By Taking on Additional Responsibilities.
This approach can push participants outside of their comfort zones by placing them into unfamiliar situations where they can learn and grow. It gives them a chance to stretch their talents beyond their current expertise and to perform at higher levels. Some examples include stretch assignments, special projects and committee work.
Adding stretch assignments or special projects into your leadership development program provides an opportunity for practicing new skills. It also allows participants to prove their capabilities.
It takes more than a one-and-done training class approach to create sustainable, effective leadership development.
Through Formal and Informal Training.
Formal learning tends to be the bread-and-butter of most L&D training programs; however, it’s often not enough or even the right fit for some learners. Incorporating resources that point current and potential participants to other learning opportunities that align with your offerings can ensure leadership fluency continues. Some examples include external training and professional development courses, certifications or badges, and degree-seeking programs.
Most external training and professional development from vendors such as LinkedIn Learning and Coursera allow L&D practitioners to create custom learning paths. Integrating learning paths through these external vendors with existing internal programs is a great way to have participants engage with leading experts in other organizations while discussing and analyzing learned concepts with others.
By Group Participation.
Group participation is almost a given in most training sessions. However, forming semi-structured groups outside of formal offerings, or in addition to programs can provide more support and space to help participants gain leadership fluency. Some examples include communities of practice, service or volunteering, and online forums and social learning.
Leveraging Microsoft Teams or Slack is a great way to build social learning and communities of practice. For instance, you can create a channel specifically for a leadership development course where participants can reach out to others with questions or to share resources.
With Guidance from Others.
There are many proven benefits of learners seeking guidance from others as a component of their professional development. For instance, when added to a formal learning experience, it can promote a learning culture and help build connections between participants, as well as growth. Some examples of these types of learning experiences include coaching, mentoring and mastermind groups.
Adding coaching and/or mentoring programs into your leadership development design produces one of the biggest opportunities for integrating different leadership development programs and cultivating leadership fluency. You can add a component to your executive leadership program where leaders must coach participants for an aspiring leaders’ program, for example. This design simultaneously teaches executive leaders some needed coaching skills while allowing aspiring leaders to receive the benefit of their coach’s experience.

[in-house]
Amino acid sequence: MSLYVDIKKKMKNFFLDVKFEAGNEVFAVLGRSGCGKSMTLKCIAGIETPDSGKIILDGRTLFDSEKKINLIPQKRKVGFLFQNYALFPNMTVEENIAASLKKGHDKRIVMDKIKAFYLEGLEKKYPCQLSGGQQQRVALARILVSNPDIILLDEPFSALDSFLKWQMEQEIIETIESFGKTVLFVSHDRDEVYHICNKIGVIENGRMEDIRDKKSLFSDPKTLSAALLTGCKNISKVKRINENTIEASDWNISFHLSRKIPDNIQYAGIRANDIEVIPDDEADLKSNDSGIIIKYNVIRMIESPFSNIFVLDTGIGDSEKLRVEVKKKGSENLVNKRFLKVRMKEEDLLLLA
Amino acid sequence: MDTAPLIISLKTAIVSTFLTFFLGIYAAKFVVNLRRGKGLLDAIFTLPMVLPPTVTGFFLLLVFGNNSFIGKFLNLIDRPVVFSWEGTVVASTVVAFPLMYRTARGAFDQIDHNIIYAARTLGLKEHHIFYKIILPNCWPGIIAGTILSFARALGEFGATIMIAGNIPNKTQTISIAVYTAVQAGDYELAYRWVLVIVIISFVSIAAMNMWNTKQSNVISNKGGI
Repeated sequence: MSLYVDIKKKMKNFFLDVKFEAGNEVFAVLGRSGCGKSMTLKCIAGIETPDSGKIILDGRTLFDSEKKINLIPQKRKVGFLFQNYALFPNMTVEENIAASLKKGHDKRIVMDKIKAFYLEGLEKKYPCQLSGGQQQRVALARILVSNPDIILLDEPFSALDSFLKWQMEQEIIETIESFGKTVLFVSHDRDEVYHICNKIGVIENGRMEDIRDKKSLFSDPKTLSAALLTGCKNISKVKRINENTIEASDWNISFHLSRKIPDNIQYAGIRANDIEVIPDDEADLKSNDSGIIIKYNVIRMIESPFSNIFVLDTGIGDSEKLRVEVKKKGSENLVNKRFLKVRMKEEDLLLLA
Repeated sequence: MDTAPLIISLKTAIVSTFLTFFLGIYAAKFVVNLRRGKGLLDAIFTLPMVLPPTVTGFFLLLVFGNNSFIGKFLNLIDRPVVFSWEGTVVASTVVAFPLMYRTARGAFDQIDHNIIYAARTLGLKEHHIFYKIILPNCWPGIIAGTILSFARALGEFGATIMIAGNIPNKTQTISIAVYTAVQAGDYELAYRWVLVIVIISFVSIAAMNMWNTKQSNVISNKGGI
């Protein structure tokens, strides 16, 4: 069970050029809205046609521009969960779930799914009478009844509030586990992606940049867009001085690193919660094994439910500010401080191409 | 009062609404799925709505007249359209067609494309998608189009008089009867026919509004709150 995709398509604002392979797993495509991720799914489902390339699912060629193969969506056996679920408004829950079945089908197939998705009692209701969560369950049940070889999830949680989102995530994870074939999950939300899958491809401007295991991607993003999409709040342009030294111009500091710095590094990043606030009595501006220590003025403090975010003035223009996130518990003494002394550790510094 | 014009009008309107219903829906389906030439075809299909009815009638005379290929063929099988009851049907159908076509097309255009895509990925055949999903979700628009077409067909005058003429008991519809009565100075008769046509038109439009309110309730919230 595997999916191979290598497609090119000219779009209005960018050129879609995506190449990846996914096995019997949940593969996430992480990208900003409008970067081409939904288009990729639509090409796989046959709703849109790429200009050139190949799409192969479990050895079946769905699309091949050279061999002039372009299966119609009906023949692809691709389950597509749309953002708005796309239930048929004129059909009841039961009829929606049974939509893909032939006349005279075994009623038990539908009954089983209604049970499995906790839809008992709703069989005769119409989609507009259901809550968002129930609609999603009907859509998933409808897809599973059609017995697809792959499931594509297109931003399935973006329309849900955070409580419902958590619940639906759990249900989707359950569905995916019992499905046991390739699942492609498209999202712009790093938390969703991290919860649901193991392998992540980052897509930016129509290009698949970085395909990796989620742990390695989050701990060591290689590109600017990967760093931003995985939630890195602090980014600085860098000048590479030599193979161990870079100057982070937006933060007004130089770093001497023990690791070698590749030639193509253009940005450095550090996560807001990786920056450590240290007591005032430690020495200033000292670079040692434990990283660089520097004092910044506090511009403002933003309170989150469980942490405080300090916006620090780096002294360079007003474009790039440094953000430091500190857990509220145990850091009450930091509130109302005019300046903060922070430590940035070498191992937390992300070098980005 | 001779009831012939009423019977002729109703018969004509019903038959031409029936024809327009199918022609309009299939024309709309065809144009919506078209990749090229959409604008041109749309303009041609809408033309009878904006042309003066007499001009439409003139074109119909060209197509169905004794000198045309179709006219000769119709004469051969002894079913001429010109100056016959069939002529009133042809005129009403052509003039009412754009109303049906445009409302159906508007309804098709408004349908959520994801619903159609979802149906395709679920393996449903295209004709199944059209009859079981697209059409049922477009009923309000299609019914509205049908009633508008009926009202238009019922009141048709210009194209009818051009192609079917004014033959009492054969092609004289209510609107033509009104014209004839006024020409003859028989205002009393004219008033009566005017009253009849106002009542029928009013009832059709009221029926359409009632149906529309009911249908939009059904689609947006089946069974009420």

One main benefit of including self-study opportunities in leadership development design is that it encourages learners to develop self-directed learning skills. This approach can also help to promote a learning culture within the organization. Some examples include books, articles and blogs, videos, and podcasts and interviews.
Including a list of other learning resources as a “next steps in your learning” can enhance the learning experience. For example, you can develop a “Read, Watch, Listen” series as a way to interconnect and reinforce learning offerings. This approach also reinforces and expands learning concepts for past participants.
Your Call to Action
Now it is time to assess your leadership development design and approach. To help you promote leadership fluency in your programs, we suggest these steps:
Assess Your Approach:
- What are your organization’s guiding principles?
- What are your current leadership development offerings?
- How do your current leadership development offerings reinforce the language and practice of your guiding principles?
Apply New Strategies:
- How will you adapt your current learning offerings and programs based on the six-point learning approach?
- What other learning opportunities will you put in place to continue the learning conversation?
- What new ideas will you take away and continue to explore within your organization?
Build Your Own Community of Practice:
- Who can you connect with to share learning resources, best practices and ideas to try?
- Who else within your organization or network is performing similar work you can partner with?
- How can you ensure sustainability for your group?
Rachel Watts and Bryan Harber are training generalists at Georgia Institute of Technology who focus on leadership development, onboarding and communication skills. Together, they bring over 20 years of L&D experience to their roles.